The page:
They appear to be harmless souvenirs, at least to humans, but the reality is quite different. These are the things you shouldn’t take with you from Yucatán… not for anything in the world!


Seashells, Corals, and Other Aquatic Creatures

At some point, we’ve all walked along the beach with our eyes down while looking for something spectacular. I know that, in the past, I’ve been guilty of taking a couple of shells as souvenirs. However, these are seemingly innocuous acts that do in fact degrade the ecosystem. 


First of all, shells help prevent beach erosion, a significant problem for the Yucatecan coastline. Also, birds use them to build their nests; they help fish hide from predators; and mollusks develop new shells from the calcium carbonate found in old shells.


Regarding corals and starfish, identifying whether they are dead or alive isn’t as easy as you’d think, so it’s best not to take them. In the case of corals, they help maintain the oceans’ pH levels even when they are no longer living.


Small Rocks and Pieces of Pottery From Archaeological Sites

Within archaeological sites, you’ll find countless carved stones and pieces of pottery. Some have already been restored into temples and platforms…others are still waiting for their turn or are scattered on the ground, undiscovered. Please – as much as you may want to, and as harmless as it may seem – if you pick up a stone from the ground, don’t take it with you. Instead, feel free to admire the carvings or remains of paint on it, then leave it where you found it.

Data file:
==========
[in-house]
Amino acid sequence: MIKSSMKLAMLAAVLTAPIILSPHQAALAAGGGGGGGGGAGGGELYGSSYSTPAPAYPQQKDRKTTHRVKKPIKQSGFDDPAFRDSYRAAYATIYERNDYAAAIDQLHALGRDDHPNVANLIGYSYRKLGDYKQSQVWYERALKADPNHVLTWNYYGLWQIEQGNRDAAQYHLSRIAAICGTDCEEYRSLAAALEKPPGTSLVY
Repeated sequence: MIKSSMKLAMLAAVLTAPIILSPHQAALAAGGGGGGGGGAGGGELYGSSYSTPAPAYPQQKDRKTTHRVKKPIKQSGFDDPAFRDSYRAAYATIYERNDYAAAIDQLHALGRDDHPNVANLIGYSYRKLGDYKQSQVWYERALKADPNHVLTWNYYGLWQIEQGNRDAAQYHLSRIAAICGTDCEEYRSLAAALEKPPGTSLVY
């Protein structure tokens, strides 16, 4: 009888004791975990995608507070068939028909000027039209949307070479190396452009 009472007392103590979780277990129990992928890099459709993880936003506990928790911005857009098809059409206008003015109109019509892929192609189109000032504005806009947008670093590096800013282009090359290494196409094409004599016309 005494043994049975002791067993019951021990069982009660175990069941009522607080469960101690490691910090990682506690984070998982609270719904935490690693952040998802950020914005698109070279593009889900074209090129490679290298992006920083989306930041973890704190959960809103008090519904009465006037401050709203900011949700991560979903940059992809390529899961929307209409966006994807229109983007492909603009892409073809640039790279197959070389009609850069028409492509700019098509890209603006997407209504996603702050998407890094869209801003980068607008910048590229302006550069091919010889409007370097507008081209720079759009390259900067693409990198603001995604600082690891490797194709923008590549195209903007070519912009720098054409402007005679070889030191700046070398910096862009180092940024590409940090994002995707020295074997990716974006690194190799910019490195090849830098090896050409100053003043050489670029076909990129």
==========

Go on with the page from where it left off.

Archaeological sites are under constant restoration, meaning that archaeologists are still working and discovering new remains that need to be studied. You might think one won’t make a difference, but it could be part of a larger structure and the key to future discoveries. 


And most importantly…there are stories of people who took stones home and had to return them. The reason? They swore that after taking the remains, they started having bad luck. Not that I’m superstitious or believe that Aluxes have had anything to do with it, but I think it’s best to play it safe.



You’ll find handcraft stores selling small beetles (Zopheridae) with fake rhinestones and a golden chain. They are traditionally known as Makech – Maquech or Yucatecan beetle – and their use as a brooch comes from an ancient Maya legend that tells the story of a Maya princess and a boy who turned into one of these insects as a symbol of his love. When they’re not being worn as brooches, these bejeweled beetles are kept in glass or plastic jars with small pieces of wood for them to feed on; however, because they’re not in their natural habitat nor being properly fed, they tend to die soon after being purchased. 


It’s worth mentioning that while they aren’t officially endangered, some people have mentioned Makeches being increasingly hard to find. 



Editorial by Olivia Camarena
Yucatecan communicologist. Your favorite Assistant Editor. Writer, blogger, and bookstagrammer in her spare time. She also experiments with TikTok.



Photography by Yucatán Today, Carlos Rosado, and Loboluna Producciones for its use in Yucatán Today.

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